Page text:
Acute ophthalmoplegia, ataxia, and areflexia (Fisher syndrome) in childhood

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A case of ophthalmoplegia, ataxia, and areflexia known as Fisher syndrome in a 3½-year-old boy is reported. The clinical features, diagnosis, and outcome are described. The relationship of Fisher syndrome to acute idiopathic polyneuritis (the Guillain-Barré syndrome) is discussed. This case is unique in that the syndrome developed coincident with infectious mononucleosis. The need to consider infectious mononucleosis in any acute neurologic illness in childhood is stressed.

In 1956, Fisher1 described a syndrome characterized by the acute onset of total bilateral external ophthalmoplegia, severe ataxia, and absence of the deep tendon reflexes. Although the onset of the disorder was alarming, the course was benign. Since that time numerous cases have been reported2–11 with less than 10 cases occurring in children and none reported in association with infectious mononucleosis.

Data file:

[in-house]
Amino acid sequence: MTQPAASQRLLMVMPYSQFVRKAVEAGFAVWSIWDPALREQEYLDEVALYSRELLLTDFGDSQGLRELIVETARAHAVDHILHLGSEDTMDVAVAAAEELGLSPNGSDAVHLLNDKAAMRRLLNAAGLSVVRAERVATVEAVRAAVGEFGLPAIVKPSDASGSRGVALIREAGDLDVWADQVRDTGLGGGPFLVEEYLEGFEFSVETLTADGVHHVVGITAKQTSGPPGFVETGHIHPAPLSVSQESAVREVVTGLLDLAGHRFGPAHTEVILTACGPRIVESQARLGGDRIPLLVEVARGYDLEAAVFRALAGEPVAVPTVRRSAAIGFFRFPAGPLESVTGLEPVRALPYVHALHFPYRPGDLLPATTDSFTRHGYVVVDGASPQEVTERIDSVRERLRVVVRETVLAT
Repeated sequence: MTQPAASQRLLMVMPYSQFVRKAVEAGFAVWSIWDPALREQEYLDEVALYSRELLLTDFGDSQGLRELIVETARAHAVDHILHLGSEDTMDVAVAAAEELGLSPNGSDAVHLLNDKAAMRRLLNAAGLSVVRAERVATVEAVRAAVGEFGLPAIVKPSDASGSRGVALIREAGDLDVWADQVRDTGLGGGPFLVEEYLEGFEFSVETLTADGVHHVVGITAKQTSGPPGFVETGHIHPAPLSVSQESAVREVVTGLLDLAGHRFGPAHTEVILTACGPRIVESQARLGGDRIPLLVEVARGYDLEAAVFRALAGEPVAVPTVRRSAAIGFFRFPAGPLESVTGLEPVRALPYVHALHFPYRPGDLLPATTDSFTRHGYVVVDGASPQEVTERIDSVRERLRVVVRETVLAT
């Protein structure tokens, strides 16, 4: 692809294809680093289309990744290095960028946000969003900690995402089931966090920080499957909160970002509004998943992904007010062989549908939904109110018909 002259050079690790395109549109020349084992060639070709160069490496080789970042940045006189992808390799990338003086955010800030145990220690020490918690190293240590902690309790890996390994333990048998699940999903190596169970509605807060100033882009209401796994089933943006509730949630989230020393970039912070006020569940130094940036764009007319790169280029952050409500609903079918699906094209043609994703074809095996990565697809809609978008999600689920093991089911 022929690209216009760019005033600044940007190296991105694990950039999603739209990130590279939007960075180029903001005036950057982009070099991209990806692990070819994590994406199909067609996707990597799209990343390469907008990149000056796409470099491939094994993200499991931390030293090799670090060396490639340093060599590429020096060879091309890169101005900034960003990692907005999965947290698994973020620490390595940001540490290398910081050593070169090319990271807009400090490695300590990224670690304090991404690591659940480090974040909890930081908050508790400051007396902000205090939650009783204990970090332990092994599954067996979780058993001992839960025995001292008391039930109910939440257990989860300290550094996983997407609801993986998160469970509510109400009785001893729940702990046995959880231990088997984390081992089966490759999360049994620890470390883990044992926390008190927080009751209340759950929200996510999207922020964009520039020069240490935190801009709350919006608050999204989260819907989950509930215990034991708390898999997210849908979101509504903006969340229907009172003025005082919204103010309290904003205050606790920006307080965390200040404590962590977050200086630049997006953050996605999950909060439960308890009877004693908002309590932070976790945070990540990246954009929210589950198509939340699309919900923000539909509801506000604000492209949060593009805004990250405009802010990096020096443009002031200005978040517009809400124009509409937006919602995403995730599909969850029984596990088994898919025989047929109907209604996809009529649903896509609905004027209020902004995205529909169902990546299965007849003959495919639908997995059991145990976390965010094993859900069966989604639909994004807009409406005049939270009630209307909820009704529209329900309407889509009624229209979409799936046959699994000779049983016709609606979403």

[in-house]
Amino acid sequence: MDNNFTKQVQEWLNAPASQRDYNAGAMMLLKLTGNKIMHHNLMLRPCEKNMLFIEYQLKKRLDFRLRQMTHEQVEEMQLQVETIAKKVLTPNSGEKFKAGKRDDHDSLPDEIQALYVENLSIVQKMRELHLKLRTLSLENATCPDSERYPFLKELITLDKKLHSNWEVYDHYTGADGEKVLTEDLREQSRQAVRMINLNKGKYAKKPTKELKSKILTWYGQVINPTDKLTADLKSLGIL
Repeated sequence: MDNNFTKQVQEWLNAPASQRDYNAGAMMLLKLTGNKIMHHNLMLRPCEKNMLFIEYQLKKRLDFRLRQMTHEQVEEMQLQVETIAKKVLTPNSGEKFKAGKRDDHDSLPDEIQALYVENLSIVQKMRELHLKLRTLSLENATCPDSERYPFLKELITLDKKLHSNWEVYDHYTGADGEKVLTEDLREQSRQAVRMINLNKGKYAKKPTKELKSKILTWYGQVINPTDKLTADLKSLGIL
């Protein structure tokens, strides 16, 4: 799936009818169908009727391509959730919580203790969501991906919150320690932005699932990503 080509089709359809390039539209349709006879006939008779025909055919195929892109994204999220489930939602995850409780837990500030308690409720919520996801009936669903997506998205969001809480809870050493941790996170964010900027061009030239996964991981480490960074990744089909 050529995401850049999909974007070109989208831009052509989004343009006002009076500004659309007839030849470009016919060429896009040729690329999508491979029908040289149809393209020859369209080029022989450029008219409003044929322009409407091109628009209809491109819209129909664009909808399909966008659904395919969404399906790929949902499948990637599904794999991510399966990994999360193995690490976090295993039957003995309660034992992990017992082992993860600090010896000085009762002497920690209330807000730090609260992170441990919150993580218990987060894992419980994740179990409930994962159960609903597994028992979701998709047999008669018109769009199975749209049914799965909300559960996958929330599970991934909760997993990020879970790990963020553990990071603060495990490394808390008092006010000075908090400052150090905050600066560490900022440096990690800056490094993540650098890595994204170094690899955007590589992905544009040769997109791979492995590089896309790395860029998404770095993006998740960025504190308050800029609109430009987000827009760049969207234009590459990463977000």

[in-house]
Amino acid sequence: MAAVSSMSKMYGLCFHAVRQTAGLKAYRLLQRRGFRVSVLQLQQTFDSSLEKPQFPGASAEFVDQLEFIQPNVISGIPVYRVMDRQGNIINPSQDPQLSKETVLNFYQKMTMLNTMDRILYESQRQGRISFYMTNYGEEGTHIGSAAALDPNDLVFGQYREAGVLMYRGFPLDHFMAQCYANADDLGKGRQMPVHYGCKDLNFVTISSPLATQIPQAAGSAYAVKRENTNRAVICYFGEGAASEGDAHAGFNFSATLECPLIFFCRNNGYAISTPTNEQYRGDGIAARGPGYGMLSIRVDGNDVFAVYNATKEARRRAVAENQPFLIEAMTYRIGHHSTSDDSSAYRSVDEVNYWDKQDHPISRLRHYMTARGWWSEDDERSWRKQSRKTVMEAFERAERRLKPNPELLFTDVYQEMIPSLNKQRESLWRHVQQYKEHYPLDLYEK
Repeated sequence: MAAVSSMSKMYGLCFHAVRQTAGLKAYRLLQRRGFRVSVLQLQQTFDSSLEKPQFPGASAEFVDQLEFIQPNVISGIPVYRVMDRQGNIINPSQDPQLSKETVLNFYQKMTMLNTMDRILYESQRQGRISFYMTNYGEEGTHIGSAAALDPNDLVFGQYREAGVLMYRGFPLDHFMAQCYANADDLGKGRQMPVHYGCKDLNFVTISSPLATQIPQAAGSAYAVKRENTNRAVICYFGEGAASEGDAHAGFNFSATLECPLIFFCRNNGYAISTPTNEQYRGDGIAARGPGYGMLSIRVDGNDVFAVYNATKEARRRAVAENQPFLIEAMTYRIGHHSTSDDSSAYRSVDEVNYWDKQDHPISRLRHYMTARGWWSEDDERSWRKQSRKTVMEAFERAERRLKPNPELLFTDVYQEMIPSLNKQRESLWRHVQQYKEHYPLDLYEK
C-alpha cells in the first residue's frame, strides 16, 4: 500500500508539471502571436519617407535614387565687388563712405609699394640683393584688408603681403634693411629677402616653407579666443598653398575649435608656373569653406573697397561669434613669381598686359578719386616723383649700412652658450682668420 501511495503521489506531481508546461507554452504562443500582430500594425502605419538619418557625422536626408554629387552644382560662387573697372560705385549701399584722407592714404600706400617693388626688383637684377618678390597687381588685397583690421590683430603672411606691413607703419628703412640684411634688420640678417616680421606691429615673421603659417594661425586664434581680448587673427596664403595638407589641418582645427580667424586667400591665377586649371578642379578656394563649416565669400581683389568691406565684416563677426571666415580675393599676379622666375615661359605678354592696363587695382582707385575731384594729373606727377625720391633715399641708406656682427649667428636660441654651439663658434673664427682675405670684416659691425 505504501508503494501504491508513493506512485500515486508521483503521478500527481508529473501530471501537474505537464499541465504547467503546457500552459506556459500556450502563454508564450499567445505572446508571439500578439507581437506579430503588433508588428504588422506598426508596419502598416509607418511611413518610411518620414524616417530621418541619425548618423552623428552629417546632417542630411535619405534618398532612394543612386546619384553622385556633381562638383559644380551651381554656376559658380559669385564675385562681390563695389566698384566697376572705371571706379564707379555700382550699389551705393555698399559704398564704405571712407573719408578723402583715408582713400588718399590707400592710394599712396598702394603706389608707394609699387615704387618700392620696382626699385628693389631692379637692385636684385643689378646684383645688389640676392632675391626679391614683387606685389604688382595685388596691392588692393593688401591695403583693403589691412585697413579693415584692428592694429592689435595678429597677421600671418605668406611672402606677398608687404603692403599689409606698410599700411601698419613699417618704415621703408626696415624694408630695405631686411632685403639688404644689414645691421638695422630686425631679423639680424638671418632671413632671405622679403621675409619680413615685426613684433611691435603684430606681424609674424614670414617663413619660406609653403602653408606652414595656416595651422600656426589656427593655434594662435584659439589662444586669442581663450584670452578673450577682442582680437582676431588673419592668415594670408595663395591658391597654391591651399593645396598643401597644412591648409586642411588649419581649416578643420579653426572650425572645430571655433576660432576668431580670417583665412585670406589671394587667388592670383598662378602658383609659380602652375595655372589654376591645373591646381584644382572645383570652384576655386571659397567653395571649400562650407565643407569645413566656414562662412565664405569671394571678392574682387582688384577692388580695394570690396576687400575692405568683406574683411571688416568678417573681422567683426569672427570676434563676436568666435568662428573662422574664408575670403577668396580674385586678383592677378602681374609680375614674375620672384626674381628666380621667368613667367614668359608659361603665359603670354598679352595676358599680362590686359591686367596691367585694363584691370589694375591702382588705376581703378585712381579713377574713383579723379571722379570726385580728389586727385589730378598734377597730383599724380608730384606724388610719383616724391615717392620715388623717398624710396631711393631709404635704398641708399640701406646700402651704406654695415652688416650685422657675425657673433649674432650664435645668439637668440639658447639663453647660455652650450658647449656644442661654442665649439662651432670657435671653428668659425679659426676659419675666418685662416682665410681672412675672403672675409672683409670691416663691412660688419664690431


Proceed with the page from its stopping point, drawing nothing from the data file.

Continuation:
Case report

A 3½-year-old Caucasian boy had total bilateral external ophthalmoplegia and ataxia. Eight days prior to admission he had had a flu-like syndrome with pharyngitis, diarrhea, vomiting, and a fever of 101 F, which lasted 5 days. On the sixth day his gait became unsteady; a mild, generalized headache developed and he appeared to stare continuously. His family history and medical history were normal. Ophthalmologic examination revealed an alert, cooperative patient who identified the Allen card pictures at half the normal visual distance for his age. His binocular near visual acuity was 20/40 near Snellen equivalent at 14 inches. There was moderate bilateral ptosis to the lower pupillary margin, but both eyelids could be elevated on command. Complete bilateral external ophthalmoplegia . . .



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